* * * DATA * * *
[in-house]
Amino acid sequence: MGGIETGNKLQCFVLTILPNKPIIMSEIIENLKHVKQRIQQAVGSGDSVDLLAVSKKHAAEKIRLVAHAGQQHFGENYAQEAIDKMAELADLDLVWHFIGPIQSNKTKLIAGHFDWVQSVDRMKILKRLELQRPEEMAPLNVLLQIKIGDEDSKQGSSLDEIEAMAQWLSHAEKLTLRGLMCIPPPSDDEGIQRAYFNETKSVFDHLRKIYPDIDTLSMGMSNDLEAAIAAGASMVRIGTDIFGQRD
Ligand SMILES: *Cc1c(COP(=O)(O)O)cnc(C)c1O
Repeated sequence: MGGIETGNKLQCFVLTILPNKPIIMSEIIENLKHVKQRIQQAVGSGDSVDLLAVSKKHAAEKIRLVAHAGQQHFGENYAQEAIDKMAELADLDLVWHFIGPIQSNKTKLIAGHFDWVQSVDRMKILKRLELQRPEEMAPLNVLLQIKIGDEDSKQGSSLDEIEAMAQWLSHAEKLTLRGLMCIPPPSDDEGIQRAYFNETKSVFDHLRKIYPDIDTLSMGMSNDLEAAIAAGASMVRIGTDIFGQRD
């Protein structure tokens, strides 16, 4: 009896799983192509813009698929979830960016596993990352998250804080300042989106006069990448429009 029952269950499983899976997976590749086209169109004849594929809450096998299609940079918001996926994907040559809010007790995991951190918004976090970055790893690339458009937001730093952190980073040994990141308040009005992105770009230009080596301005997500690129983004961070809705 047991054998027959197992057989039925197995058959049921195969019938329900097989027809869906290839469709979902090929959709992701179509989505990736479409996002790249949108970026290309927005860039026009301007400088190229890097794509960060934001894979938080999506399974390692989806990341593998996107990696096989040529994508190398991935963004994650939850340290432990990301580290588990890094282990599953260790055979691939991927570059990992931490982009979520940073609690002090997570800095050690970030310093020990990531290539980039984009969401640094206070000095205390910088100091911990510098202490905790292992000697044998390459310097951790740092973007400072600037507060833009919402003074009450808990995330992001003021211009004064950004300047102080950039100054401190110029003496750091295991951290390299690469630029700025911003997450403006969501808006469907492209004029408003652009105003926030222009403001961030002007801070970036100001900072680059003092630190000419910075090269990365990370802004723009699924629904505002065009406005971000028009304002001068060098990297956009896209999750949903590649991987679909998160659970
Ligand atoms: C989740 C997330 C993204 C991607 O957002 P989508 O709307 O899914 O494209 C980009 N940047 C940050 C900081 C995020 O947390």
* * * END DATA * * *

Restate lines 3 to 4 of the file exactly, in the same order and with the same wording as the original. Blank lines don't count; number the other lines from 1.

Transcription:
Ligand SMILES: *Cc1c(COP(=O)(O)O)cnc(C)c1O
Repeated sequence: MGGIETGNKLQCFVLTILPNKPIIMSEIIENLKHVKQRIQQAVGSGDSVDLLAVSKKHAAEKIRLVAHAGQQHFGENYAQEAIDKMAELADLDLVWHFIGPIQSNKTKLIAGHFDWVQSVDRMKILKRLELQRPEEMAPLNVLLQIKIGDEDSKQGSSLDEIEAMAQWLSHAEKLTLRGLMCIPPPSDDEGIQRAYFNETKSVFDHLRKIYPDIDTLSMGMSNDLEAAIAAGASMVRIGTDIFGQRD